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Speech by Mr. Dennis Curry, ACD, Governance & Participation at the Roundtable for commemoration of the International Human Rights Day

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Date: 9 December 2016    
Event: Roundtable for commemoration of the International Human Rights Day
Venue: Viet Nam Diplomacy Academy, No.69 Chua Lang street, Ha Noi

Ms. Lý Vân Anh, Vice Dean, Faculty of International Law, Viet Nam Diplomatic Academy;
Ms. Hoàng Thị Thanh Nga, Deputy Director General, Department of International Organizations;
Distinguished representatives of the Viet Nam Diplomatic Academy, Viet Nam National University, Hanoi Law University, and Ministry of Foreign Affairs;
Esteemed Professors, Students, UN and development partner colleagues

Good morning and a very warm welcome to everyone who has joined today for our “Commemoration of the International Human Rights Day”. I am glad that you all could join us today.

I would like to begin by acknowledging the Viet Nam Diplomatic Academy, the Ministry of Foreign Affairs, and in particular the Department for International Organizations for their outstanding partnership in organizing this event.

International Human Rights Day is observed by the international community every year on 10 December. It commemorates the day in 1948 the United Nations General Assembly adopted the Universal Declaration of Human Rights.

On this same day last year, we celebrated the International Human Rights Day with students and professors of Viet Nam Diplomatic Academy, talking about the values of the Universal Declaration of Human Rights – the set of values that we hope students, soon to become young diplomats, will treasure and promote in their career.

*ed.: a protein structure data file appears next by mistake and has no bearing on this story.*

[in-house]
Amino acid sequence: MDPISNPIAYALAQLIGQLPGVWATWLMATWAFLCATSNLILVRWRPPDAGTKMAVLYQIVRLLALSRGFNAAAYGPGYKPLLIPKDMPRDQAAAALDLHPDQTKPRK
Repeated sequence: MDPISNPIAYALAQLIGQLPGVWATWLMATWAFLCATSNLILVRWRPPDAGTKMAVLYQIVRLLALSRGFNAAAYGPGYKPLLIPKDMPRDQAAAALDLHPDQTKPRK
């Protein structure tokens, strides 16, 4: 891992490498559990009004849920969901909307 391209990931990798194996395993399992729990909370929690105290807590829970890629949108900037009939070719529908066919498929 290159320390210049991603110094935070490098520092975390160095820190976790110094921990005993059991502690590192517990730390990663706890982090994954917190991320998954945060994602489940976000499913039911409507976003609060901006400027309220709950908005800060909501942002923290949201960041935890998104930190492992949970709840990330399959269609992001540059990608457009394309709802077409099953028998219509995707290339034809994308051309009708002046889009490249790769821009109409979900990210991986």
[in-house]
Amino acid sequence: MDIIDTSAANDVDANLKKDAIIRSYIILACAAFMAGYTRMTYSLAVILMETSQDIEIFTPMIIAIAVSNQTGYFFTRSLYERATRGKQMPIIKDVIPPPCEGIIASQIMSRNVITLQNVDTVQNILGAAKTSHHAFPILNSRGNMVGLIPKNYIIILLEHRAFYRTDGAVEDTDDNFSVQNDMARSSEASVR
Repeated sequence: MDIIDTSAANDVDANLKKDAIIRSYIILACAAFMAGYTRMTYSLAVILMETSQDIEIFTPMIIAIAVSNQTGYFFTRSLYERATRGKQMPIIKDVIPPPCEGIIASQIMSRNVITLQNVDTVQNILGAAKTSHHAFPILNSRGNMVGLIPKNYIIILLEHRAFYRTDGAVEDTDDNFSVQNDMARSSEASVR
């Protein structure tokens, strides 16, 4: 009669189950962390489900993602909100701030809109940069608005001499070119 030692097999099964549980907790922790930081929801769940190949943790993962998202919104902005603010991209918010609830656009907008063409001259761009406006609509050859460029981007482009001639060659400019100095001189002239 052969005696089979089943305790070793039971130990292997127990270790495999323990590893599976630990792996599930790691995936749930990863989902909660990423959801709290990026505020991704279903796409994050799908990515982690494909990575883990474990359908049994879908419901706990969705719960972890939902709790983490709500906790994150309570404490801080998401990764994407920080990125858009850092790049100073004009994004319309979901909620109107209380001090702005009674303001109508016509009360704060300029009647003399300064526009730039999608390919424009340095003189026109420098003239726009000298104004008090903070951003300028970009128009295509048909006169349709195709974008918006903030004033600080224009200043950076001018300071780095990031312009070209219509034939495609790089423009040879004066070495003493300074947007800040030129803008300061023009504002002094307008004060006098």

To celebrate the International Human Rights Day this year, I am very glad that we will have an opportunity to discuss Viet Nam’s experience as a member of the UN Human Right Council – serving for the first time, over the past three years.

Countries join the Human Rights Council in order to share their experience and contribute more actively to the joint efforts of the Council and the international community, with a view to better promoting and protecting human rights worldwide.

Seeking election in 2013, Viet Nam pledged to undertake 14 voluntarily commitments as a member of the Human Rights Council. In its three years on the council many of these turned from commitments into concrete actions:
- In 2015, Viet Nam completed procedures for the ratification of the Convention Against Torture and Other Cruel, Inhuman or Degrading Treatment or Punishment in 2015 (commitment #13), and procedures for the ratification of the Convention on the Rights of Persons with Disabilities (#14).
- Viet Nam fulfilled its commitment to engage in the second Universal Periodic Review process, held in 2014 (commitment #6)
- Under the 8th commitment, Viet Nam pledged to be “participate in an active, constructive and responsible manner in the work of the Council”.

I share here just a few notable observations of this engagement

o In June this year, Viet Nam stood up for recognition and protection of the rights of Lesbian, Gay, Bisexual, Transgender and Intersex people. Viet Nam joined 22 other countries  voting in favour of the Human Rights Council’s motion to establish a specific mandate on the protection against violence and discrimination based on sexual orientation and gender identity. As a result, the Council decided to appoint, for a period of three years, an Independent Expert mandated to assess the implementation of existing international human rights instruments with regard to ways to overcome violence and discrimination against persons on the basis of their sexual orientation or gender identity, and to identify and address the root causes of violence and discrimination.